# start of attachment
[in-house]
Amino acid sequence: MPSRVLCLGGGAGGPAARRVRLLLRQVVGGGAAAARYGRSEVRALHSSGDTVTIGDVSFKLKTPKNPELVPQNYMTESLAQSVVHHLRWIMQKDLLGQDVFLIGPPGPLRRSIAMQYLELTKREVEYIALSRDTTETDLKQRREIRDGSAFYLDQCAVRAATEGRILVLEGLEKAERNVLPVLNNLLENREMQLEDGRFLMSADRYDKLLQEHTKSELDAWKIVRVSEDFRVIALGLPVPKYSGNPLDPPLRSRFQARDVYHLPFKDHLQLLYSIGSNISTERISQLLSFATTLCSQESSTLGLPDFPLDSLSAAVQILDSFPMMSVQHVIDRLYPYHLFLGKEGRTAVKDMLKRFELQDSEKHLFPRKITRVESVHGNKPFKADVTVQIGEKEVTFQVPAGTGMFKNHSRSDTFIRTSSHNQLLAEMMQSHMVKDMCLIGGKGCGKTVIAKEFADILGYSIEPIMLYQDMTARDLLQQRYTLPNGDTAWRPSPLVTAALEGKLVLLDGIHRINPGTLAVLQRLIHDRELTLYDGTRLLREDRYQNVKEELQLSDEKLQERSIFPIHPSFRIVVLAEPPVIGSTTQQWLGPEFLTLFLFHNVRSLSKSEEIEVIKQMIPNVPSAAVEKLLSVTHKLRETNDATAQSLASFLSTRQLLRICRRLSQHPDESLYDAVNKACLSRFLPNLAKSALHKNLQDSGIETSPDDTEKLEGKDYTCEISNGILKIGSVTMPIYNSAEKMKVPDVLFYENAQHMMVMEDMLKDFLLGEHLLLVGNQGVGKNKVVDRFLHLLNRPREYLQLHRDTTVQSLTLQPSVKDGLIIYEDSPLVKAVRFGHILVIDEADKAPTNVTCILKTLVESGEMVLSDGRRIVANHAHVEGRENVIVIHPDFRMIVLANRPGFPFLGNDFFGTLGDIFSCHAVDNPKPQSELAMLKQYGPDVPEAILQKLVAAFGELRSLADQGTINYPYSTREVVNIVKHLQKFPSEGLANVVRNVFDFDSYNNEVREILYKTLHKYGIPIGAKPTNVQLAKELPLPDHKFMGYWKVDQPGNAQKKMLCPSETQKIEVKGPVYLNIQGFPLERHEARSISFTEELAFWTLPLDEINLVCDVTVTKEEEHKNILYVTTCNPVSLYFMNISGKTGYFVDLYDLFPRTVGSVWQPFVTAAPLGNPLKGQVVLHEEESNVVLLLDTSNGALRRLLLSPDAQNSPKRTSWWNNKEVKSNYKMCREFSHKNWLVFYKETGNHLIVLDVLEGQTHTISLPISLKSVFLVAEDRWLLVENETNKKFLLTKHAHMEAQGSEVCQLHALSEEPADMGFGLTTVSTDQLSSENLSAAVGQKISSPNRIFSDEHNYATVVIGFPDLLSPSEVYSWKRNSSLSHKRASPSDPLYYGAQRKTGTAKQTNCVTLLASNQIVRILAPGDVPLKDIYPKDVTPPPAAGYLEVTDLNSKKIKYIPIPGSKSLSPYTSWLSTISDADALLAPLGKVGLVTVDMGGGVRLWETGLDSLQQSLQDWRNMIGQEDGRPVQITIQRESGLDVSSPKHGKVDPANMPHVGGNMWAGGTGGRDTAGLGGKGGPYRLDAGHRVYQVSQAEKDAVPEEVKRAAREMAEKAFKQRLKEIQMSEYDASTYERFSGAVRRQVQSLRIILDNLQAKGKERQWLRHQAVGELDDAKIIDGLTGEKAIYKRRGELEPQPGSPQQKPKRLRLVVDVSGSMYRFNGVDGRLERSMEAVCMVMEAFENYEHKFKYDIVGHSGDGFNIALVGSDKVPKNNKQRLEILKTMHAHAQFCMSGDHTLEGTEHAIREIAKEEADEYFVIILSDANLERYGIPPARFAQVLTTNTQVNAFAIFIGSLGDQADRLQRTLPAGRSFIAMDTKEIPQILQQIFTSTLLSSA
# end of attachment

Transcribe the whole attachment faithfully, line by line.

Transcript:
[in-house]
Amino acid sequence: MPSRVLCLGGGAGGPAARRVRLLLRQVVGGGAAAARYGRSEVRALHSSGDTVTIGDVSFKLKTPKNPELVPQNYMTESLAQSVVHHLRWIMQKDLLGQDVFLIGPPGPLRRSIAMQYLELTKREVEYIALSRDTTETDLKQRREIRDGSAFYLDQCAVRAATEGRILVLEGLEKAERNVLPVLNNLLENREMQLEDGRFLMSADRYDKLLQEHTKSELDAWKIVRVSEDFRVIALGLPVPKYSGNPLDPPLRSRFQARDVYHLPFKDHLQLLYSIGSNISTERISQLLSFATTLCSQESSTLGLPDFPLDSLSAAVQILDSFPMMSVQHVIDRLYPYHLFLGKEGRTAVKDMLKRFELQDSEKHLFPRKITRVESVHGNKPFKADVTVQIGEKEVTFQVPAGTGMFKNHSRSDTFIRTSSHNQLLAEMMQSHMVKDMCLIGGKGCGKTVIAKEFADILGYSIEPIMLYQDMTARDLLQQRYTLPNGDTAWRPSPLVTAALEGKLVLLDGIHRINPGTLAVLQRLIHDRELTLYDGTRLLREDRYQNVKEELQLSDEKLQERSIFPIHPSFRIVVLAEPPVIGSTTQQWLGPEFLTLFLFHNVRSLSKSEEIEVIKQMIPNVPSAAVEKLLSVTHKLRETNDATAQSLASFLSTRQLLRICRRLSQHPDESLYDAVNKACLSRFLPNLAKSALHKNLQDSGIETSPDDTEKLEGKDYTCEISNGILKIGSVTMPIYNSAEKMKVPDVLFYENAQHMMVMEDMLKDFLLGEHLLLVGNQGVGKNKVVDRFLHLLNRPREYLQLHRDTTVQSLTLQPSVKDGLIIYEDSPLVKAVRFGHILVIDEADKAPTNVTCILKTLVESGEMVLSDGRRIVANHAHVEGRENVIVIHPDFRMIVLANRPGFPFLGNDFFGTLGDIFSCHAVDNPKPQSELAMLKQYGPDVPEAILQKLVAAFGELRSLADQGTINYPYSTREVVNIVKHLQKFPSEGLANVVRNVFDFDSYNNEVREILYKTLHKYGIPIGAKPTNVQLAKELPLPDHKFMGYWKVDQPGNAQKKMLCPSETQKIEVKGPVYLNIQGFPLERHEARSISFTEELAFWTLPLDEINLVCDVTVTKEEEHKNILYVTTCNPVSLYFMNISGKTGYFVDLYDLFPRTVGSVWQPFVTAAPLGNPLKGQVVLHEEESNVVLLLDTSNGALRRLLLSPDAQNSPKRTSWWNNKEVKSNYKMCREFSHKNWLVFYKETGNHLIVLDVLEGQTHTISLPISLKSVFLVAEDRWLLVENETNKKFLLTKHAHMEAQGSEVCQLHALSEEPADMGFGLTTVSTDQLSSENLSAAVGQKISSPNRIFSDEHNYATVVIGFPDLLSPSEVYSWKRNSSLSHKRASPSDPLYYGAQRKTGTAKQTNCVTLLASNQIVRILAPGDVPLKDIYPKDVTPPPAAGYLEVTDLNSKKIKYIPIPGSKSLSPYTSWLSTISDADALLAPLGKVGLVTVDMGGGVRLWETGLDSLQQSLQDWRNMIGQEDGRPVQITIQRESGLDVSSPKHGKVDPANMPHVGGNMWAGGTGGRDTAGLGGKGGPYRLDAGHRVYQVSQAEKDAVPEEVKRAAREMAEKAFKQRLKEIQMSEYDASTYERFSGAVRRQVQSLRIILDNLQAKGKERQWLRHQAVGELDDAKIIDGLTGEKAIYKRRGELEPQPGSPQQKPKRLRLVVDVSGSMYRFNGVDGRLERSMEAVCMVMEAFENYEHKFKYDIVGHSGDGFNIALVGSDKVPKNNKQRLEILKTMHAHAQFCMSGDHTLEGTEHAIREIAKEEADEYFVIILSDANLERYGIPPARFAQVLTTNTQVNAFAIFIGSLGDQADRLQRTLPAGRSFIAMDTKEIPQILQQIFTSTLLSSA